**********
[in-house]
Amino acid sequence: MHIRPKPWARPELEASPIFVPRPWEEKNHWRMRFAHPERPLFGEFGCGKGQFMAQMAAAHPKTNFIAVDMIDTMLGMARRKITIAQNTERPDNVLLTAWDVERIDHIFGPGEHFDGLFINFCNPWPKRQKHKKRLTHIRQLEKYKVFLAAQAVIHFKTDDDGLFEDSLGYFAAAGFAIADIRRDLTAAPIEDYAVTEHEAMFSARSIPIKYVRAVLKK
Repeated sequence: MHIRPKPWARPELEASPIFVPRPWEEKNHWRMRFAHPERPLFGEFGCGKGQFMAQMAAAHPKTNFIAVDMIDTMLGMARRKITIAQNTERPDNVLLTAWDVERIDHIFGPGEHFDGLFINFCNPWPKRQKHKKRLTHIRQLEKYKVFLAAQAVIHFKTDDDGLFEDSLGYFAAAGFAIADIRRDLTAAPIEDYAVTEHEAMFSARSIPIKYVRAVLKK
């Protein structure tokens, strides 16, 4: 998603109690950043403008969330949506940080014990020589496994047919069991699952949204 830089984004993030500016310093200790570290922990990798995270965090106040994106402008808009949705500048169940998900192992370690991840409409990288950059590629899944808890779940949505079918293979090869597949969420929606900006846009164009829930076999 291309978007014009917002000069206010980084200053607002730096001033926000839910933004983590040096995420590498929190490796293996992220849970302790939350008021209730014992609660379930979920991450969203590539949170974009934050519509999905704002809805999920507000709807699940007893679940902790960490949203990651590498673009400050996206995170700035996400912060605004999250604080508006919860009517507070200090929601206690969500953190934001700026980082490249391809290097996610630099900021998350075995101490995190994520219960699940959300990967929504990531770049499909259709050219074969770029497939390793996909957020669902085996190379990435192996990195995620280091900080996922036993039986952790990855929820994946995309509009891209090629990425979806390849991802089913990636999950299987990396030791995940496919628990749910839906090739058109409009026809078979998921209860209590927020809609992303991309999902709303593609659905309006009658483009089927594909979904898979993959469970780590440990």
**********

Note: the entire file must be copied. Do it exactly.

[in-house]
Amino acid sequence: MHIRPKPWARPELEASPIFVPRPWEEKNHWRMRFAHPERPLFGEFGCGKGQFMAQMAAAHPKTNFIAVDMIDTMLGMARRKITIAQNTERPDNVLLTAWDVERIDHIFGPGEHFDGLFINFCNPWPKRQKHKKRLTHIRQLEKYKVFLAAQAVIHFKTDDDGLFEDSLGYFAAAGFAIADIRRDLTAAPIEDYAVTEHEAMFSARSIPIKYVRAVLKK
Repeated sequence: MHIRPKPWARPELEASPIFVPRPWEEKNHWRMRFAHPERPLFGEFGCGKGQFMAQMAAAHPKTNFIAVDMIDTMLGMARRKITIAQNTERPDNVLLTAWDVERIDHIFGPGEHFDGLFINFCNPWPKRQKHKKRLTHIRQLEKYKVFLAAQAVIHFKTDDDGLFEDSLGYFAAAGFAIADIRRDLTAAPIEDYAVTEHEAMFSARSIPIKYVRAVLKK
């Protein structure tokens, strides 16, 4: 998603109690950043403008969330949506940080014990020589496994047919069991699952949204 830089984004993030500016310093200790570290922990990798995270965090106040994106402008808009949705500048169940998900192992370690991840409409990288950059590629899944808890779940949505079918293979090869597949969420929606900006846009164009829930076999 291309978007014009917002000069206010980084200053607002730096001033926000839910933004983590040096995420590498929190490796293996992220849970302790939350008021209730014992609660379930979920991450969203590539949170974009934050519509999905704002809805999920507000709807699940007893679940902790960490949203990651590498673009400050996206995170700035996400912060605004999250604080508006919860009517507070200090929601206690969500953190934001700026980082490249391809290097996610630099900021998350075995101490995190994520219960699940959300990967929504990531770049499909259709050219074969770029497939390793996909957020669902085996190379990435192996990195995620280091900080996922036993039986952790990855929820994946995309509009891209090629990425979806390849991802089913990636999950299987990396030791995940496919628990749910839906090739058109409009026809078979998921209860209590927020809609992303991309999902709303593609659905309006009658483009089927594909979904898979993959469970780590440990």